With thousands of students graduating each year, I cannot help but wonder if there are enough jobs out there for our budding graduates. Despite our students’ aspiring hopes, HR Magazine points out that it is not just the availability of jobs that appear scarce.
HR reports claim that one in five students are now leaving university without work experience, which seems to severely limit their chances of gaining a successful career. As employers seek great skills, ambition and energetic drive in their future employees, it appears some students fail to make the mark with their lack of work experience standing as a major hurdle on their final leap to success.
As a student currently seeking summer employment, I understand just how difficult it is to find a working role, with past experience appearing a necessity for practically every job I have applied for. Despite the fact that I have never encountered a paid job, my past summers have been filled with work experience placements and volunteer duties, which have been regarded equally valued within the application system.
As I look at the figures from HR Magazine, I sit here thinking “how is it possible?” Yes, it is evident that our studies must come first. It is clear that you must be capable of balancing a working life with your university studies, but let’s face it, on a yearly basis students have far more free time than they have scheduled to study, so are there really any excuses for a lack in effort? With holiday breaks, reading weeks and never-ending summers being handed to us on a plate, it begs us to question – can students really say that we do not have any time to work?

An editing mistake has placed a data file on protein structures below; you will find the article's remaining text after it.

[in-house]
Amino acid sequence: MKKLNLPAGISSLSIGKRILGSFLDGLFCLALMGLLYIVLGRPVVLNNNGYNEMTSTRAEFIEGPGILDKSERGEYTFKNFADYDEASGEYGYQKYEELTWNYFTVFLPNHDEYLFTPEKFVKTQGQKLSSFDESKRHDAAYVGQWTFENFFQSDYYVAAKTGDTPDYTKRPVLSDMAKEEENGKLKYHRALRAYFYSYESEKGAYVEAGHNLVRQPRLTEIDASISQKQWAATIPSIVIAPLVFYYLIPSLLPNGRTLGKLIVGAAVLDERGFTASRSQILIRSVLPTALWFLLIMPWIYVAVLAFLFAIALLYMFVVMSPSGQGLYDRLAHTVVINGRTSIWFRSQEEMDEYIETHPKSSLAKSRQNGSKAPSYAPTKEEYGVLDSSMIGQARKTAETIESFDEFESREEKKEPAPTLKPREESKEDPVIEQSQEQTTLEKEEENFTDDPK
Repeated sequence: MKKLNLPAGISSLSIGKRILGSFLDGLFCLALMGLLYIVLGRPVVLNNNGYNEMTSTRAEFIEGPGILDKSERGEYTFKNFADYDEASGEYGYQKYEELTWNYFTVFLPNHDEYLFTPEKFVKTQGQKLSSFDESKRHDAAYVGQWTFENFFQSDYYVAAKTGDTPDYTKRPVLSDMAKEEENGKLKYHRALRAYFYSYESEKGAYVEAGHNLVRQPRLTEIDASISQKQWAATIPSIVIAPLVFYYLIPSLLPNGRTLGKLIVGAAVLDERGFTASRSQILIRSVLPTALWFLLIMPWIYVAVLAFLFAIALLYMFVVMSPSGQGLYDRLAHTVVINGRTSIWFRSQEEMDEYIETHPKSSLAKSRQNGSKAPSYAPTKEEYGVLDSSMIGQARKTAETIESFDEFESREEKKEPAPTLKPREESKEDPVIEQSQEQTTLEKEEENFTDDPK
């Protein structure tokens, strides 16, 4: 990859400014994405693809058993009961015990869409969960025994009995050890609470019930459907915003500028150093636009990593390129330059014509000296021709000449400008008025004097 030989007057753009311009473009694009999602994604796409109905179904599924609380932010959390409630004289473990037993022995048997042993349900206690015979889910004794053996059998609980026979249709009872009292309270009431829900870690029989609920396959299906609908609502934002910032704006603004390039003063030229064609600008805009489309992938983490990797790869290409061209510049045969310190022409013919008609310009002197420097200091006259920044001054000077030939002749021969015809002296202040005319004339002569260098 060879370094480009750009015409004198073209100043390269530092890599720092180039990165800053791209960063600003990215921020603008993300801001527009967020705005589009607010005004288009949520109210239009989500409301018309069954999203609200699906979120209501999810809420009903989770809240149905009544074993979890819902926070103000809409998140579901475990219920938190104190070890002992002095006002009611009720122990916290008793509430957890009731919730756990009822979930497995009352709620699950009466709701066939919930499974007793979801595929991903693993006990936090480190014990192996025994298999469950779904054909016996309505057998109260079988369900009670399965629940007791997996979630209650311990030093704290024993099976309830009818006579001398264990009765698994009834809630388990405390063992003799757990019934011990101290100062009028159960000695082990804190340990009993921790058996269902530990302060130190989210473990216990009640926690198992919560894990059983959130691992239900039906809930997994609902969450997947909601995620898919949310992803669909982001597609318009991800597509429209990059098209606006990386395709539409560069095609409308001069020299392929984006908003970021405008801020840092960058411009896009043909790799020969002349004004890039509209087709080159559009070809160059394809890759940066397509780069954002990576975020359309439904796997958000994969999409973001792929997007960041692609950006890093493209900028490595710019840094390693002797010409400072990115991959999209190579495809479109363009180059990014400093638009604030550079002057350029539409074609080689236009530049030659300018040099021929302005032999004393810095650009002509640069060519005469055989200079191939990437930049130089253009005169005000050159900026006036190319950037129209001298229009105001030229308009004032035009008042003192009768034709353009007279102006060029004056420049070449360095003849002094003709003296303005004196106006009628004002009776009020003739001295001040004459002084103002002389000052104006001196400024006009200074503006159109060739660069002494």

Look around. Summer is here, and it’s offering internships, work placements and summer camp opportunities at every corner. HR Magazine makes it clear that up to a fifth of students are highly lacking key skills, such as self-management, problem solving and even the basic attitude to work.
With this idea in mind it seems foolish to waste the lengthy summer months we have ahead by lazing in the sunshine, and boozing at the local bars. Employers are making it clear that greater work experience provides you with greater chances of employment, and with the university clock ticking by the day, it seems we students should be grasping all opportunities of work with both hands.
Experience is no longer considered as a handy CV booster. Instead, it could be the difference between your application progressing to an interview or quite simply, flying into the trash.